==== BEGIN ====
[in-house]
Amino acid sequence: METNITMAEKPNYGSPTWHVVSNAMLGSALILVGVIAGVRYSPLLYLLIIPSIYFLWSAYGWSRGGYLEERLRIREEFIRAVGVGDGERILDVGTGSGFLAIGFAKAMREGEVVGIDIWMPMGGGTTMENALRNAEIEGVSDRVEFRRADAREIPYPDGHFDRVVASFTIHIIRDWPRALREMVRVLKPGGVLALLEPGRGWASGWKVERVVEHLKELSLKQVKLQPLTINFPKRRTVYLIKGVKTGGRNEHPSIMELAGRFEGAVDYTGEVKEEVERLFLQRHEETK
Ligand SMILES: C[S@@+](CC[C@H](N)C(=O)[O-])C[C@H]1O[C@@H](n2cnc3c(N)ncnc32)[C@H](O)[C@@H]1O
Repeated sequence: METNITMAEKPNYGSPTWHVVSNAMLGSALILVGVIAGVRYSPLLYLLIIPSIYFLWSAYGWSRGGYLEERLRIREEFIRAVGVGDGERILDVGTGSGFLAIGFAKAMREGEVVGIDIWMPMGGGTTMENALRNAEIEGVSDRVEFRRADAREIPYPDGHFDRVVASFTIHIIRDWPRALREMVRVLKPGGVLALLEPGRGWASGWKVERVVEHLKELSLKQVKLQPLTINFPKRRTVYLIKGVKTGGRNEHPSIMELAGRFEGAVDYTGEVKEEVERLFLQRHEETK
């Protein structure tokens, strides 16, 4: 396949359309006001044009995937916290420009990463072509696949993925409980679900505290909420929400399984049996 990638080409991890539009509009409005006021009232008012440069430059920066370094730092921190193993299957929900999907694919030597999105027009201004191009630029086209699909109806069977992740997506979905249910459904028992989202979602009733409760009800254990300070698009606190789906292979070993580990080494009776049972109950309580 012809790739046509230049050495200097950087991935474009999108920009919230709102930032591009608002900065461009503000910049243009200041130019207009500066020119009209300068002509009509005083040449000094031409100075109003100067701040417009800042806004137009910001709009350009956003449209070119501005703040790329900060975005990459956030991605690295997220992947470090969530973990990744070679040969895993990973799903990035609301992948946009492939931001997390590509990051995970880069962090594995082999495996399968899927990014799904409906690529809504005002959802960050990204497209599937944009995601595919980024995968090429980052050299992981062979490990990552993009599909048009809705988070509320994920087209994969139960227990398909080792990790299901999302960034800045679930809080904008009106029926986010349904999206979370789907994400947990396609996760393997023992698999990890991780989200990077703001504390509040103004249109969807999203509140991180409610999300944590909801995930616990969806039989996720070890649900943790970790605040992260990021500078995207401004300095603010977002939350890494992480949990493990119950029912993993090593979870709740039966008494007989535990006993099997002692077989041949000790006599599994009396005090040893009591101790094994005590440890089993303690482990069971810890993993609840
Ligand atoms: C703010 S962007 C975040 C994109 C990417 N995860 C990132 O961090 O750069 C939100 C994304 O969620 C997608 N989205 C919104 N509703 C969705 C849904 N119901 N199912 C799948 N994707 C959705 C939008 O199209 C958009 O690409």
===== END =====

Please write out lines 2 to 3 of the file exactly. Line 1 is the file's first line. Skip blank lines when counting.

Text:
Amino acid sequence: METNITMAEKPNYGSPTWHVVSNAMLGSALILVGVIAGVRYSPLLYLLIIPSIYFLWSAYGWSRGGYLEERLRIREEFIRAVGVGDGERILDVGTGSGFLAIGFAKAMREGEVVGIDIWMPMGGGTTMENALRNAEIEGVSDRVEFRRADAREIPYPDGHFDRVVASFTIHIIRDWPRALREMVRVLKPGGVLALLEPGRGWASGWKVERVVEHLKELSLKQVKLQPLTINFPKRRTVYLIKGVKTGGRNEHPSIMELAGRFEGAVDYTGEVKEEVERLFLQRHEETK
Ligand SMILES: C[S@@+](CC[C@H](N)C(=O)[O-])C[C@H]1O[C@@H](n2cnc3c(N)ncnc32)[C@H](O)[C@@H]1O